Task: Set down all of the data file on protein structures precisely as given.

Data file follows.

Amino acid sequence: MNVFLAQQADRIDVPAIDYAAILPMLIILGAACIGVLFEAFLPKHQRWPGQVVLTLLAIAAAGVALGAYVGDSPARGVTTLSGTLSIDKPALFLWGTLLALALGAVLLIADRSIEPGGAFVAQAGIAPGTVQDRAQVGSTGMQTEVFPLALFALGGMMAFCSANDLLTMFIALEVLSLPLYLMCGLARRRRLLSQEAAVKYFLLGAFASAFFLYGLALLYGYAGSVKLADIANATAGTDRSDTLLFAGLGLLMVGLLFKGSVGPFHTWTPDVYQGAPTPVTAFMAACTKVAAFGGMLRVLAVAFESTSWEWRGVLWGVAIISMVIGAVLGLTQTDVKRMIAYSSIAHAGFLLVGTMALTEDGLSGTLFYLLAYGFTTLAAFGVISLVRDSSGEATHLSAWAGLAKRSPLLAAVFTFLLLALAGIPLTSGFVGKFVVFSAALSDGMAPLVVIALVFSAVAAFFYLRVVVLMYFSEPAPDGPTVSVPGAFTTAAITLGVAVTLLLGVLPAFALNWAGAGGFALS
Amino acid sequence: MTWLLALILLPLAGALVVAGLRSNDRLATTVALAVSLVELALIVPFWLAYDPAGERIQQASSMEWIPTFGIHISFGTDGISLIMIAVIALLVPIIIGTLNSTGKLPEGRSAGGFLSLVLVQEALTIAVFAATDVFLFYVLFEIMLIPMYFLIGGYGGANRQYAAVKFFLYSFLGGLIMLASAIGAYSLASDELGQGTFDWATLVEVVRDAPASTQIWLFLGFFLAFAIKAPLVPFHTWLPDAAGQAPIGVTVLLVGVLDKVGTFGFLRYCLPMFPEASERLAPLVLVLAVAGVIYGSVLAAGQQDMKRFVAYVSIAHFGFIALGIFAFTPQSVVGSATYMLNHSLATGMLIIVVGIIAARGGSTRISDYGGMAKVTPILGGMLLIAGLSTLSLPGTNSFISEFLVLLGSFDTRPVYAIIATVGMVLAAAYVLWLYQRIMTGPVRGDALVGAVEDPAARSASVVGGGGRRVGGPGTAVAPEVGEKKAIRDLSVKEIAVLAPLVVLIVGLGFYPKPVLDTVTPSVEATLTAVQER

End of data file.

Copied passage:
Amino acid sequence: MNVFLAQQADRIDVPAIDYAAILPMLIILGAACIGVLFEAFLPKHQRWPGQVVLTLLAIAAAGVALGAYVGDSPARGVTTLSGTLSIDKPALFLWGTLLALALGAVLLIADRSIEPGGAFVAQAGIAPGTVQDRAQVGSTGMQTEVFPLALFALGGMMAFCSANDLLTMFIALEVLSLPLYLMCGLARRRRLLSQEAAVKYFLLGAFASAFFLYGLALLYGYAGSVKLADIANATAGTDRSDTLLFAGLGLLMVGLLFKGSVGPFHTWTPDVYQGAPTPVTAFMAACTKVAAFGGMLRVLAVAFESTSWEWRGVLWGVAIISMVIGAVLGLTQTDVKRMIAYSSIAHAGFLLVGTMALTEDGLSGTLFYLLAYGFTTLAAFGVISLVRDSSGEATHLSAWAGLAKRSPLLAAVFTFLLLALAGIPLTSGFVGKFVVFSAALSDGMAPLVVIALVFSAVAAFFYLRVVVLMYFSEPAPDGPTVSVPGAFTTAAITLGVAVTLLLGVLPAFALNWAGAGGFALS
Amino acid sequence: MTWLLALILLPLAGALVVAGLRSNDRLATTVALAVSLVELALIVPFWLAYDPAGERIQQASSMEWIPTFGIHISFGTDGISLIMIAVIALLVPIIIGTLNSTGKLPEGRSAGGFLSLVLVQEALTIAVFAATDVFLFYVLFEIMLIPMYFLIGGYGGANRQYAAVKFFLYSFLGGLIMLASAIGAYSLASDELGQGTFDWATLVEVVRDAPASTQIWLFLGFFLAFAIKAPLVPFHTWLPDAAGQAPIGVTVLLVGVLDKVGTFGFLRYCLPMFPEASERLAPLVLVLAVAGVIYGSVLAAGQQDMKRFVAYVSIAHFGFIALGIFAFTPQSVVGSATYMLNHSLATGMLIIVVGIIAARGGSTRISDYGGMAKVTPILGGMLLIAGLSTLSLPGTNSFISEFLVLLGSFDTRPVYAIIATVGMVLAAAYVLWLYQRIMTGPVRGDALVGAVEDPAARSASVVGGGGRRVGGPGTAVAPEVGEKKAIRDLSVKEIAVLAPLVVLIVGLGFYPKPVLDTVTPSVEATLTAVQER